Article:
China has established its first National level Climate Investment and Finance Association. It's the latest move in line with the Paris Accord, and is being done in the hopes of providing further support to fight climate change.
As the world's second largest economy, China has set up clear targets to combat climate change.
By the end of 2018, China had reduced its carbon density by over 45 percent, also raising the proportion of non-fossil energy levels to 14.8 percent, very close to the 2020 target of 15 percent.
Over the past seven to eight years, China has been the largest renewable energy investor, "34 percent of installed volume and over 40 percent of newly installed volume are all in China. From 2005 to 2018, China reduced carbon dioxide emissions by over five billion tonnes," said Li Gao, Director of Department of Climate Change, Ministry of Ecology and Environment of China.
On Tuesday, China established its first national level climate investment and finance association in Beijing. The group aims to point professional institutions toward better climate investment and finance activities with technical support, while the CIFA will also broadly carry out international cooperation, which has already been underway.
"Working with China is always a learning experience, its like a pilot that we can replicate in other countries," said Sujata Gupta, Director of Sustainable Energy Division, East Asia Department, ADB.
The World Bank declared in 2018 that it will spend 200 billion U.S. dollars from 2021 to 2025 to support climate action globally.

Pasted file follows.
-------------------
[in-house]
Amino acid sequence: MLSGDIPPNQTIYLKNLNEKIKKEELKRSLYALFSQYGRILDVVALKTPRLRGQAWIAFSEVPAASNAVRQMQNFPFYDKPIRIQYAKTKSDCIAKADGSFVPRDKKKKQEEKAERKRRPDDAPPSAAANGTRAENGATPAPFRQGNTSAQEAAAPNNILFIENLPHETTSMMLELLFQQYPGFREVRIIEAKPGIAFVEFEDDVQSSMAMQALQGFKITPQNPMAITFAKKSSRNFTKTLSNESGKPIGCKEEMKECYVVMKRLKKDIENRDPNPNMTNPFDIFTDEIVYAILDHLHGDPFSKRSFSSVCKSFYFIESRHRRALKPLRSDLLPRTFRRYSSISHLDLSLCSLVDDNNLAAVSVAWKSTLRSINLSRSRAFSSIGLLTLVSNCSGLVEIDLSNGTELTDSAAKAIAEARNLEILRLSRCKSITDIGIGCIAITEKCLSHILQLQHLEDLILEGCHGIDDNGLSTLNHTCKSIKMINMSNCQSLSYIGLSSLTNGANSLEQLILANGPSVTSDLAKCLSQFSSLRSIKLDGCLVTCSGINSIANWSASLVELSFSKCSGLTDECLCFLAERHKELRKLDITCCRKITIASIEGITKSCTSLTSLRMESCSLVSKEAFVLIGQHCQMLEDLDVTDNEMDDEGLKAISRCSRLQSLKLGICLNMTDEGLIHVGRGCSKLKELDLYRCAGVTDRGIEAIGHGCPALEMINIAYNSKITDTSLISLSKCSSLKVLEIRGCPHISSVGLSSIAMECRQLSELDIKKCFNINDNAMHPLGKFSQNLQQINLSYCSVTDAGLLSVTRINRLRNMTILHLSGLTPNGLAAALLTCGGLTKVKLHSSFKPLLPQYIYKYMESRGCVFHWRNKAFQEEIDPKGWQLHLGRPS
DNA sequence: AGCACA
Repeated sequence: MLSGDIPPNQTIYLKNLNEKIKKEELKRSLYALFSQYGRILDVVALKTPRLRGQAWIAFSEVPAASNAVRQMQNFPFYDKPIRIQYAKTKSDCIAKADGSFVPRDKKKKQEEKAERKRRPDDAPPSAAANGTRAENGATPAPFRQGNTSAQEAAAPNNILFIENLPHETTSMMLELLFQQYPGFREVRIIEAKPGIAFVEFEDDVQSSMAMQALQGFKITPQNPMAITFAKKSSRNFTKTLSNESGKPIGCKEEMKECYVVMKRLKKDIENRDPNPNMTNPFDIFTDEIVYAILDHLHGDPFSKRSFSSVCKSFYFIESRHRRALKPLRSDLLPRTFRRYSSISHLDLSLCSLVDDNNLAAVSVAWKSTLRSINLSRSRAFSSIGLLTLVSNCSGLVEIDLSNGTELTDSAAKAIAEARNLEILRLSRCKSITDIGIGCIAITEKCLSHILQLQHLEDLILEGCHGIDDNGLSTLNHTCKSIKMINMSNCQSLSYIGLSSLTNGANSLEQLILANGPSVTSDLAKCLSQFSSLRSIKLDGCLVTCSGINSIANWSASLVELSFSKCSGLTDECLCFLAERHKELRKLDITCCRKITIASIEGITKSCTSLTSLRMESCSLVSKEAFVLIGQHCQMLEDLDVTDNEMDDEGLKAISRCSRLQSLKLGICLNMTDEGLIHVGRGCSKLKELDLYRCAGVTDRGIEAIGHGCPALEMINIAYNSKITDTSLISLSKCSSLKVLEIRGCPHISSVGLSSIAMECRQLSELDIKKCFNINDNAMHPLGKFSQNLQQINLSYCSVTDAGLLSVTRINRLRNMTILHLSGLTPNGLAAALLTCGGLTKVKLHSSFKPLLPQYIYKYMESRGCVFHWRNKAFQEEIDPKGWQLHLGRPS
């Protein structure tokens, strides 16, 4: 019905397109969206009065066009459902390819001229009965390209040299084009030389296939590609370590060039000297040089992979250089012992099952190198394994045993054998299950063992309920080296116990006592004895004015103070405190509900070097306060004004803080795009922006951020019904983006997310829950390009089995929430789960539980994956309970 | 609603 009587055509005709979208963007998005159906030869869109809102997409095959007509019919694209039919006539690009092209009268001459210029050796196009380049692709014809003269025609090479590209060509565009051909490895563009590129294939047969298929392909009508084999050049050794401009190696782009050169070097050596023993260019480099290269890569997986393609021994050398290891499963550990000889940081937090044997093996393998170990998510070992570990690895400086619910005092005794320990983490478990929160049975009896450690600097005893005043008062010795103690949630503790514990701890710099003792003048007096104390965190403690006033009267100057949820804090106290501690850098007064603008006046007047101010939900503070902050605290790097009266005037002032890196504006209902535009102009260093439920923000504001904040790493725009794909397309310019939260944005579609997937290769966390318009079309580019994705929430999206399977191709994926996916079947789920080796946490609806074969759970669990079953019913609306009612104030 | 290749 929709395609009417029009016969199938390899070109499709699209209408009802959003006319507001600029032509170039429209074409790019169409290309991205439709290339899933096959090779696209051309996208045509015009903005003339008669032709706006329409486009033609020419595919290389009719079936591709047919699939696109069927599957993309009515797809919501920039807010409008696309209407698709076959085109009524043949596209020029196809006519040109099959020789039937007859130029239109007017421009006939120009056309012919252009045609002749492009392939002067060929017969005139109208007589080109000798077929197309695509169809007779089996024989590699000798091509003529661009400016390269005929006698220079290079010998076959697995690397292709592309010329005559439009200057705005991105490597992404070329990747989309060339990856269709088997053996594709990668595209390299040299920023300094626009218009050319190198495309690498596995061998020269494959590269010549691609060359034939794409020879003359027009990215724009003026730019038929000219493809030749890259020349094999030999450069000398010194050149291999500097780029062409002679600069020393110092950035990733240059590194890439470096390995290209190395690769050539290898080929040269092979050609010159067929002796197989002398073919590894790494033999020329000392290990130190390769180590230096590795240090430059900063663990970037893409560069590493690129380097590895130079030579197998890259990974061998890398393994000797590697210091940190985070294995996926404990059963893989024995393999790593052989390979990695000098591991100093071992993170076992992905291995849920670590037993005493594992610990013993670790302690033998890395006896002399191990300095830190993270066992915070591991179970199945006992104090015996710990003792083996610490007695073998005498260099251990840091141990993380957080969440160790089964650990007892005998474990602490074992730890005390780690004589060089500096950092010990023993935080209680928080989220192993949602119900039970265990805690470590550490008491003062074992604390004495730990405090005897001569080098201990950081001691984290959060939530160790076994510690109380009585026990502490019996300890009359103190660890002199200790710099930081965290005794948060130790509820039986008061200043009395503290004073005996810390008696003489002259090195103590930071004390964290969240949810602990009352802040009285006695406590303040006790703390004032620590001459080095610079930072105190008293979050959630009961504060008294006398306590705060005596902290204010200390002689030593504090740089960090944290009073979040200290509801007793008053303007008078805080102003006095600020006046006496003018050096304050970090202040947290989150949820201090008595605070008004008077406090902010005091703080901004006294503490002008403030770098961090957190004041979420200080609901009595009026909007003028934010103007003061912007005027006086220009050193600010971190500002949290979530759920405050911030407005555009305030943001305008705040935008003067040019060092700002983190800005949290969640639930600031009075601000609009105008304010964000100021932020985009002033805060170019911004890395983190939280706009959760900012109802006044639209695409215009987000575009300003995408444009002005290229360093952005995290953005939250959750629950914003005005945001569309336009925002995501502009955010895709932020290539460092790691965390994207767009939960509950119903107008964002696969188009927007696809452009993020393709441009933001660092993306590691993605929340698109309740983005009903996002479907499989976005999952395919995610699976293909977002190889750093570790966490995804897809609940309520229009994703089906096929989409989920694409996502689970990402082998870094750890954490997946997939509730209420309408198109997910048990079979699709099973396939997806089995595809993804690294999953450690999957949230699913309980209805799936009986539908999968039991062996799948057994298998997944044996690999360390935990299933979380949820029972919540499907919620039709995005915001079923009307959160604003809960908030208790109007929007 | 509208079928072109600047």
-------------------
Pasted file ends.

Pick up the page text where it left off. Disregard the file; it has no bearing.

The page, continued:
"We have some good examples," according to Martin Raiser, Country Director for China, Mongolia and Korea, one of the project is World Bank worked with Hebei Province in a pollution reducing program. "Where we invest a little bit of money, but Hebei Province invests a lot more and together we achieve much better results."
Based on the commitment made under the United Nations Framework Convention on Climate Change, developed countries will transfer 100 billion US dollars every year before 2020 to help developing countries cope with climate change.
Yet, as China's special representative on climate change affairs, Xie Zhenhua said on Tuesday, the fund received by developing countries is merely over 38 billion U.S. dollars.
The result is an expanding financing gap in Asia, which according to the Asian Development Bank, will reach a high of some 450 billion U.S. dollars.
"China will not hold back because it is a developing country, we will work hard. We will do what we need to do in terms of our stage of development, our actual capacity and our obligations to contribute to the global response to climate change. On the other hand, we will not carry the burden of developed countries, who have so far fallen short of their promises in implementing emission reductions and providing financial resources," said Li Gao.
Even with the resources invested, China still faces tough challenges to meet the 2030 goal, especially given that it is still a developing country, with the GDP per capita short of the average ratio globally.